The Urbanist reached out to Bob Anderton, founding attorney at Washington Bike Law, which represents the litigants injured biking across the tracks that won the settlement with the City to Seattle to force a safer design at the spot.
“I am indeed concerned about the current condition of the Missing Link’s Crash Zone,” Anderton said in an email. “What I really want is for this area to be made reasonably safe for bicycle travel but that requires that the City complete all of its agreed changes in the Missing Link’s Crash Zone.”
Anderton has a long history representing the many people injured biking through the Missing Link.
“Washington Bike Law began litigating on behalf of people injured in the Missing Link’s Crash Zone in 2003,” Anderton added. “While there have been many plans to complete the Burke-Gilman Trail over the decades, the trail remains incomplete, and people keep regularly crashing on the railroad tracks there. Ultimately, if/when this area becomes part of the Burke-Gilman Trail, it should become much safer, but in the meantime, the City had — and still has — a duty to make the area reasonably safe for ordinary travel… and ordinary travel includes travel by bicycle.”
As The Urbanist reported in February, a recent settlement negotiated by Washington Bike Law has forced the City to implement a safer design immediately rather than waiting for the grand design of a full Missing Link fix, which again has been tied up it litigation for many years due to the endless string of appeals brought by neighboring industrial businesses. While Washington Bike Law said they didn’t ask for the unfenced gravel, SDOT argued they’re just following the settlement.
“We are required to build this project in this specific way and timeline due to a binding settlement agreement [pdf] with plaintiffs in the Robinson v. City and Ballard Terminal Railroad (the legal case described in this Urbanist article published last year),” the SDOT spokesperson continued. “The project will be built in two phases, as described in this blog post. Please note that this is a separate project from [Missing Link] work described on this webpage.”
Anderton noted those designs will be enforceable due to the settlement.
“In the most recent litigation, Washington Bike Law’s clients obtained not just insurance money to make up for the harm done to them as individuals, but as part of the settlement they obtained an enforceable agreement from the City of Seattle with deadlines to make specific changes to the Missing Link with the goal of making it safer for everyone,” Anderton said. “This agreement was signed on behalf of the City of Seattle on December 20, 2022 and includes illustrations of the agreed changes to come.”
A look at Phase Two
While Anderton seemed disappointed by the latest changes to the “crash zone,” he said the next phases of changes should rectify the issues.
“I am not a traffic engineer, but I am a person who rides a bike pretty much every day, and anyone who rides a bike knows that it is very difficult, if not impossible, to make extremely sharp turns like those currently on the Missing Link Crash Zone,” Anderton said. “Thankfully, this is only the initial step of the City’s agreed changes. The City has also agreed to increase the space for riders to turn to cross the railroad tracks and add fencing to keep riders off the gravel and the gravel out of the bike lanes.”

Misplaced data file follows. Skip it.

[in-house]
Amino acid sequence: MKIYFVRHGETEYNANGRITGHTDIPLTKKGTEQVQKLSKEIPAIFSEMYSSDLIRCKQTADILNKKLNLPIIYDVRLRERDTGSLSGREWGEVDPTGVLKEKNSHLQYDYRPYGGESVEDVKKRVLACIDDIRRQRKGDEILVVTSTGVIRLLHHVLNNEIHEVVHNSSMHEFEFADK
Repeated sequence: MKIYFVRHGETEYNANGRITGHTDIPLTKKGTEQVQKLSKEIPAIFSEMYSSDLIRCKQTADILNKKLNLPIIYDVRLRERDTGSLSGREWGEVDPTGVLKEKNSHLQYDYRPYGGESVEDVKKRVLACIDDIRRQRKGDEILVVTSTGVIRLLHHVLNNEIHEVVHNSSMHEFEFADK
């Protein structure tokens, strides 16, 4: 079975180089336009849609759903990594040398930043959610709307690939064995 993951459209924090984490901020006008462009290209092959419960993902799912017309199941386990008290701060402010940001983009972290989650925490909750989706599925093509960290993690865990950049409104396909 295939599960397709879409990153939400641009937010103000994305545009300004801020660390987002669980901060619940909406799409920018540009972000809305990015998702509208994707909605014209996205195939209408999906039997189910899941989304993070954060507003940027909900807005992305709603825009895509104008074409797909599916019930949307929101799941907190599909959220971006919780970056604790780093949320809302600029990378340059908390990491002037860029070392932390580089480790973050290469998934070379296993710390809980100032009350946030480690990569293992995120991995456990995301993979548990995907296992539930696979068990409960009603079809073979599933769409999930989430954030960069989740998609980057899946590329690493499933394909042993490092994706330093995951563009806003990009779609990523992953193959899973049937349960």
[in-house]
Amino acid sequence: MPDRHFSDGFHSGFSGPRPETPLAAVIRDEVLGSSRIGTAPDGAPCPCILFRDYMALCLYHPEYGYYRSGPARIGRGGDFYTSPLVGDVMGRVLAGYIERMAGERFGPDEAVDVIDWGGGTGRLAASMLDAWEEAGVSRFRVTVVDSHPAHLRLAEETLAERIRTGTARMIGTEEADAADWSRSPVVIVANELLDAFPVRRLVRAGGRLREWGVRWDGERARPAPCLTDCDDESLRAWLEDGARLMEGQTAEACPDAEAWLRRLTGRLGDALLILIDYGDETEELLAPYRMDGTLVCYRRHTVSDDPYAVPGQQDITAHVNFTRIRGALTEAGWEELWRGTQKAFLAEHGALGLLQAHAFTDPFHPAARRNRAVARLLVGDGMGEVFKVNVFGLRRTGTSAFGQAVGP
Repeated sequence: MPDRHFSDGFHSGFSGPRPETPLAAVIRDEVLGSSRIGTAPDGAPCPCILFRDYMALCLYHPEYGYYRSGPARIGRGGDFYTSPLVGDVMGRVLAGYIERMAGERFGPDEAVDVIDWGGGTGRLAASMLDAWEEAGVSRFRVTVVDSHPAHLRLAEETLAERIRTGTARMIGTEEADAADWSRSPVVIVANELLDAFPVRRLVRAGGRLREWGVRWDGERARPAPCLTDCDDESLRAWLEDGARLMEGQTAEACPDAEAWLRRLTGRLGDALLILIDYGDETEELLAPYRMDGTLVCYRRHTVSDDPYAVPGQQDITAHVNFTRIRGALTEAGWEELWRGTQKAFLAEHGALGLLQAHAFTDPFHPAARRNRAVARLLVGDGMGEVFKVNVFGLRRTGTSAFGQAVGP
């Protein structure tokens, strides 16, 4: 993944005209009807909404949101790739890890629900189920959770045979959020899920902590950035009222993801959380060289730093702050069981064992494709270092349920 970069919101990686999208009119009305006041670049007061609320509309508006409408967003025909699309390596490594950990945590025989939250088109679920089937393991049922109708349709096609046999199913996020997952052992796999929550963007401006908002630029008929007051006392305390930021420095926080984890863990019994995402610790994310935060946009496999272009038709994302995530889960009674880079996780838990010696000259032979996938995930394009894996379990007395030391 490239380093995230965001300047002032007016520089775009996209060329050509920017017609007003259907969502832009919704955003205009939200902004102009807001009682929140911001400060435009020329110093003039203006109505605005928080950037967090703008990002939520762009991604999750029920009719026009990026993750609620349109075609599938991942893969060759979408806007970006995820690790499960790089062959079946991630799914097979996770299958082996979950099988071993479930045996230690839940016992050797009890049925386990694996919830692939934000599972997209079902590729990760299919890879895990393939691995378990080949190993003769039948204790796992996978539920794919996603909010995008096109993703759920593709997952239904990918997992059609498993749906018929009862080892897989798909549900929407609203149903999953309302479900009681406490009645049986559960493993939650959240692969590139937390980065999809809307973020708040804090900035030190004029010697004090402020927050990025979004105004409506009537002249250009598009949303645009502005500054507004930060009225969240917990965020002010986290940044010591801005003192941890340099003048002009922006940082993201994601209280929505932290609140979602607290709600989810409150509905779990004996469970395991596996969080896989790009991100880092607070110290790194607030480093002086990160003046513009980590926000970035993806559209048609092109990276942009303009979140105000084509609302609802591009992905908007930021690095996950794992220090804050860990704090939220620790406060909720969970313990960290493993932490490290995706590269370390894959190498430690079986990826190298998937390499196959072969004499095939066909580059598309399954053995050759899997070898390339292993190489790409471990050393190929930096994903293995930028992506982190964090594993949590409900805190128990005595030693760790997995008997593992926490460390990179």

The settlement gives the city until the end of 2023 to finish Phase Two of the redesign and add the fencing, which limits legal recourse in the near-term.
“Unfortunately, the agreement gives the City until December 31, 2023 to complete Phase Two,” Anderton said. “It is my sincere hope that the City will complete all of its agreed work much sooner than that, but Washington Bike Law will not have the power to enforce our agreement with the City regarding the completion of Phase Two until 2024.”
An SDOT spokesperson said they intended to follow up with Phase Two once the dry season returns but didn’t pledge any earlier deadlines for the work.
“Building the next phase involves paving work which requires predictable dry weather. We plan to prioritize scheduling this once sunnier weather arrives,” an SDOT spokesperson said. “In the meantime, we will have street cleaning crews visit the site to manage the gravel that gets into the bike lane.”
This is but the latest frustration for people biking the Missing Link, but Anderton saw a light at the end of the tunnel: “While December 31, 2023 may seem like a long time from now, in the context of decades of people regularly crashing on the Missing Link and the many plans to complete the Burke-Gilman Trail through Ballard but few actions to make the street reasonably safe, it is at least a date by which this known danger to people riding bicycles should be made safer.”
Hope for a full fix to the Missing Link
Meanwhile, the legal wrangling continues to complete the entire 1.4-mile Missing Link of the Burke-Gilman. It is unclear how soon the lawsuits can be dispatched with to clear the way for construction. SDOT’s project webpage still imagines Shilshole Avenue construction will start this summer, but that appears wishful thinking without legal challenges cleared. Some politicians have proposed switching to a different route, such as Leary Way NW, to circumvent the legal block, but political or legal obstacles could arise for those routes, too.
“Ultimately, we want to see the Burke-Gilman Trail completed, but until then, it needs to be made safer,” Anderton said in a comment thread on the Seattle Bike Blog. “This is the first step.”
Doug Trumm is publisher of The Urbanist. An Urbanist writer since 2015, he dreams of pedestrianizing streets, blanketing the city in bus lanes, and unleashing a mass timber building spree to end the affordable housing shortage and avert our coming climate catastrophe. He graduated from the Evans School of Public Policy and Governance at the University of Washington in 2019. He lives in East Fremont and loves to explore the city on his bike.